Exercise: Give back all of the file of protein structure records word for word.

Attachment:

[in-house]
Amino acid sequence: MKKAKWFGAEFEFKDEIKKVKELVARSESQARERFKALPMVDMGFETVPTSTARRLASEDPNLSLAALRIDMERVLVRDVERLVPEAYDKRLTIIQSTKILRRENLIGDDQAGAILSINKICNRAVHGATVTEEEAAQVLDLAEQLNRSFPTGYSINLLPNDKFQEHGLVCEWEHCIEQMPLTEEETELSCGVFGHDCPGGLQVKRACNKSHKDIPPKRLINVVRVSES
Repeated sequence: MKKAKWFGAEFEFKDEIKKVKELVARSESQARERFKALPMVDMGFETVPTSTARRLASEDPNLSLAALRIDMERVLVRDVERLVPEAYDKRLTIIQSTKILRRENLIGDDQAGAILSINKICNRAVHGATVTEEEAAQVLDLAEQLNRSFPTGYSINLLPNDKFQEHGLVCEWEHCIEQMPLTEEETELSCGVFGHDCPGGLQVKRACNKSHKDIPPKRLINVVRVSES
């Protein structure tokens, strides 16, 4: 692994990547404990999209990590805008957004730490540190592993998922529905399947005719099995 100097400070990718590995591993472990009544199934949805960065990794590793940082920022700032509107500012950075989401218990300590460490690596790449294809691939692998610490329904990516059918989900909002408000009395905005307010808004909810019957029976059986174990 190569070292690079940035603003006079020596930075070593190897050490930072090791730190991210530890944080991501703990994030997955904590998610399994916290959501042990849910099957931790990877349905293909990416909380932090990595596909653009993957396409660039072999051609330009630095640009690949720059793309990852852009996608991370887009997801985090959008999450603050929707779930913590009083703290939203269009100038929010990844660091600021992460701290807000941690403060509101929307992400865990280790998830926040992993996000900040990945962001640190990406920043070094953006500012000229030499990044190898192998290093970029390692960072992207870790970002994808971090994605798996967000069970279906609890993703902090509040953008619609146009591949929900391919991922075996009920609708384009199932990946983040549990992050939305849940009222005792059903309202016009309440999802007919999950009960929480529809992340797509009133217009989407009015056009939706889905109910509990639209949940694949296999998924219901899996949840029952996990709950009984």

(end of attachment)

[in-house]
Amino acid sequence: MKKAKWFGAEFEFKDEIKKVKELVARSESQARERFKALPMVDMGFETVPTSTARRLASEDPNLSLAALRIDMERVLVRDVERLVPEAYDKRLTIIQSTKILRRENLIGDDQAGAILSINKICNRAVHGATVTEEEAAQVLDLAEQLNRSFPTGYSINLLPNDKFQEHGLVCEWEHCIEQMPLTEEETELSCGVFGHDCPGGLQVKRACNKSHKDIPPKRLINVVRVSES
Repeated sequence: MKKAKWFGAEFEFKDEIKKVKELVARSESQARERFKALPMVDMGFETVPTSTARRLASEDPNLSLAALRIDMERVLVRDVERLVPEAYDKRLTIIQSTKILRRENLIGDDQAGAILSINKICNRAVHGATVTEEEAAQVLDLAEQLNRSFPTGYSINLLPNDKFQEHGLVCEWEHCIEQMPLTEEETELSCGVFGHDCPGGLQVKRACNKSHKDIPPKRLINVVRVSES
């Protein structure tokens, strides 16, 4: 692994990547404990999209990590805008957004730490540190592993998922529905399947005719099995 100097400070990718590995591993472990009544199934949805960065990794590793940082920022700032509107500012950075989401218990300590460490690596790449294809691939692998610490329904990516059918989900909002408000009395905005307010808004909810019957029976059986174990 190569070292690079940035603003006079020596930075070593190897050490930072090791730190991210530890944080991501703990994030997955904590998610399994916290959501042990849910099957931790990877349905293909990416909380932090990595596909653009993957396409660039072999051609330009630095640009690949720059793309990852852009996608991370887009997801985090959008999450603050929707779930913590009083703290939203269009100038929010990844660091600021992460701290807000941690403060509101929307992400865990280790998830926040992993996000900040990945962001640190990406920043070094953006500012000229030499990044190898192998290093970029390692960072992207870790970002994808971090994605798996967000069970279906609890993703902090509040953008619609146009591949929900391919991922075996009920609708384009199932990946983040549990992050939305849940009222005792059903309202016009309440999802007919999950009960929480529809992340797509009133217009989407009015056009939706889905109910509990639209949940694949296999998924219901899996949840029952996990709950009984």